Volume 10, No. 4 
October 2006



Front Page

Select one of the previous 37 issues.

Index 1997-2006
TJ Interactive: Translation Journal Blog

  Translator Profiles
A Career in European Translation
by Emma Wagner
Interview with Gabe Bokor
by Verónica Albin

  The Profession
The Bottom Line
by Fire Ant & Worker Bee
The Power of Saying "No"
by Danilo and Vera Nogueira
Educating the Customer
by Brett Jocelyn Epstein

  Translators Around the World
Translating Freud: A Historical Experience
by Leandro Wolfson
Certification Programs in China
by Jianjun Zhang

  TJ Cartoon
Great Moments in Languages—Voice of Translator
by Ted Crump

  Translation Nuts & Bolts
Translation of Vietnamese Terms of Address and Reference
by Thanh Ngo
Dealing with Abbreviations In Translation
by Adetola Bankole

  Language & Communication
"Heads I win, Tails You Lose": Logical Fallacies and Ethics in Everyday Language
by Elena Sgarbossa, M.D.

  Book Review
Dictionary Review: Hungarian Practical Dictionary
by Catherine Bokor, Ph.D.
Book Review: Corinne McKay’s How to Succeed as a Freelance Translator
by Eve Lindemuth Bodeux

  Cultural Aspects of Translation
Connotation and Cross-cultural Semantics
by Salah Salim Ali

  Legal Translation
Incongruity of Company Law Terms: Categorization of Polish Business Entities and their English Equivalents
by Łucja Biel, Ph.D.

  The Related Arts
Adding Value to Translation with DTP Partnership
by José Henrique Lamensdorf

Spanglish: To Ser or Not to Be? That is la cuestión!
by Eduardo González, Ph.D.

  Translators Education
Translation As an Aid in Teaching English as a Second Language
by Valeria Petrocchi

  Translators' Tools
Electronic Tools for Translators in the 21st Century
by Pablo Muñoz Sánchez
Translators’ Emporium

  Caught in the Web
Web Surfing for Fun and Profit
by Cathy Flick, Ph.D.
Translators’ On-Line Resources
by Gabe Bokor
Translators’ Best Websites
by Gabe Bokor

Letters to the Editor

Translators’ Events

Call for Papers and Editorial Policies

Translation Journal

Letters to the Editor

I am shocked and dismayed at the actions taken by ProZ.com and Henry Dotterer in regard to recent discussions on that Web site concerning privacy issues.

For the record, I am a paid-up full member of the site. I participated in the recent discussions on the forum on ProZ.com involving the implementation of ProZ's new outsourcer ratings system for freelancers (the "WWA" feature), and the implications to individual privacy of the site collecting and storing unsolicited third-party ratings on individuals, as did many other members and users of the site.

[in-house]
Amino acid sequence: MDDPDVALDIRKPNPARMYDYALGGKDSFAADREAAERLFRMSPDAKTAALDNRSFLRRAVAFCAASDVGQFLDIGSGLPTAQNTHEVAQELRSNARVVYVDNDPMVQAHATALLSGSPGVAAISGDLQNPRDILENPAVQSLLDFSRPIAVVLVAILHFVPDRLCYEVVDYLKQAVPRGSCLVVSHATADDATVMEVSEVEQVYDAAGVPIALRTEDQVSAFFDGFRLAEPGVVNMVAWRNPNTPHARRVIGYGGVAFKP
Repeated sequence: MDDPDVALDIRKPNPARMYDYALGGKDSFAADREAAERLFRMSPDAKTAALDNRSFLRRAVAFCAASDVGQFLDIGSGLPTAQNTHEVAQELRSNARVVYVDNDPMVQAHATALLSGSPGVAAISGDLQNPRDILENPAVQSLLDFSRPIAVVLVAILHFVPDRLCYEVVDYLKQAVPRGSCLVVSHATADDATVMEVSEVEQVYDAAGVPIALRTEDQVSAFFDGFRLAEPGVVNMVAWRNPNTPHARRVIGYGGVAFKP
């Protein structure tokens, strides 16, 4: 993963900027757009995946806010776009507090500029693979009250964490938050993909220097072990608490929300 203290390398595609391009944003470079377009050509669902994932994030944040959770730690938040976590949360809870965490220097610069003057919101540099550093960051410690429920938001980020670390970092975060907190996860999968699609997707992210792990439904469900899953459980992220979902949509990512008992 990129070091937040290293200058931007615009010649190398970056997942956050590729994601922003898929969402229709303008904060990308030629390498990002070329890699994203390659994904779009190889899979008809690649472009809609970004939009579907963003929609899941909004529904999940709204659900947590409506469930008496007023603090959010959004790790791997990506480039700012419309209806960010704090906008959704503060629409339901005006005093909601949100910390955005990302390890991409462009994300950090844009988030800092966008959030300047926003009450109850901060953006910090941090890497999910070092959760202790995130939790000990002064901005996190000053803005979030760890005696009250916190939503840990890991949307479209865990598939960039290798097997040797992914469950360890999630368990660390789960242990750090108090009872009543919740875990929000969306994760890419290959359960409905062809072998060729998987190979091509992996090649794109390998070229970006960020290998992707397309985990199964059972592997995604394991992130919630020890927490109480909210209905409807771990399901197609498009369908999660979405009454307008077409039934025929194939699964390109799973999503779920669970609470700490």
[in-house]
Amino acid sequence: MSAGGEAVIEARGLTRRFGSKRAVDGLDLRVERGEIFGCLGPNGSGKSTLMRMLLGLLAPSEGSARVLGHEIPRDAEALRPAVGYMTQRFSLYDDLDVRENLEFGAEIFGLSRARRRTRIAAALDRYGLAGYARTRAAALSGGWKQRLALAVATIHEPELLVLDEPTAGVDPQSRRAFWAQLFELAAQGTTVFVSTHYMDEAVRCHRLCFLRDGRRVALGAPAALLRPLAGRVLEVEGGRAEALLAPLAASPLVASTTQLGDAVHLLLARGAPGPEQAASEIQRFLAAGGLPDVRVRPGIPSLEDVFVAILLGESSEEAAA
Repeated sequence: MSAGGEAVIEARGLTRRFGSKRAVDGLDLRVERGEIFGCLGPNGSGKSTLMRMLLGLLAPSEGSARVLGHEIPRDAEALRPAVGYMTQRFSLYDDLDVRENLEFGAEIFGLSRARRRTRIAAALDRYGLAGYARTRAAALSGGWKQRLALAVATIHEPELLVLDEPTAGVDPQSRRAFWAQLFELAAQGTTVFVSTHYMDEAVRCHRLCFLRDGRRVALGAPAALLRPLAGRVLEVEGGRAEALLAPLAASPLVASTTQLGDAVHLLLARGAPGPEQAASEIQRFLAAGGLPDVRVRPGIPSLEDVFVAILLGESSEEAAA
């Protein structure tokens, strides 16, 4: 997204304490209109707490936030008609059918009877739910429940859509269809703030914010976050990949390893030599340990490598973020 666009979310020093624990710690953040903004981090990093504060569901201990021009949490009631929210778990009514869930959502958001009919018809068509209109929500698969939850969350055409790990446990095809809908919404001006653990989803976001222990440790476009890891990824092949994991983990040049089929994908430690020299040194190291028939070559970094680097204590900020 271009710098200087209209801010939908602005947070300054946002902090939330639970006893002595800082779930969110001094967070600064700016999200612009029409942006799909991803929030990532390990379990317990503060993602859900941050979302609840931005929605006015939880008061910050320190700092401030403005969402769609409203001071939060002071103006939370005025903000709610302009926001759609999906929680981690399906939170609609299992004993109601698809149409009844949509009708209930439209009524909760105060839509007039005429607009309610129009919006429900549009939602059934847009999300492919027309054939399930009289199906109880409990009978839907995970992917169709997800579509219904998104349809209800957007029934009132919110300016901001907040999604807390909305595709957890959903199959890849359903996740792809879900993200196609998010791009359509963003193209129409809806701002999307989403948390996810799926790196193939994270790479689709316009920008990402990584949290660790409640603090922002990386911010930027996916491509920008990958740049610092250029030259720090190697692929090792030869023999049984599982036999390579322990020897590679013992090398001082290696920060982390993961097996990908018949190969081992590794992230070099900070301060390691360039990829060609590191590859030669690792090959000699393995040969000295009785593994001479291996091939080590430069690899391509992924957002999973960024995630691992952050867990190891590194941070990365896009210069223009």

To my dismay, I was subsequently banned from forum postings *and* from contacting or sending messages to any site member (including moderators for matters related to site membership). No evidence or even citation of an extant rule having been broken has been provided. I can only conclude that this banning was personally motivated based on my having expressed opinions in opposition to the site's hopes, rather than by any true desire to inform a paying member that a rule had been violated by citing the rule and requesting editing of the offending posts. Indeed, an subsequent e-mail from Mr. Dotterer to me informing me of the forum ban (but not of the private messaging cutoff) stated, "I have blocked your right to post to ProZ.com's forums. This was necessary given your insistence on making legal interpretations concerning WWA, despite my requests to the contrary. As far as I know, you are not a practicing attorney, and are not qualified to comment on these matters...I have proposed to the moderator group that we add a rule concerning this situation: "Legal interpretations and challenges to ProZ.com policies and features should not be made in the forums, but sent in writing to ProZ.com headquarters."

Evidently, I am to understand that I was banned legitimately based on having violated a rule which did not exist—which is clearly unworthy of a professional organization selling Web services to the translating public. Surely a paying user of a commercial service should not have services curtailed on the basis of informal "requests" from an individual working at the company?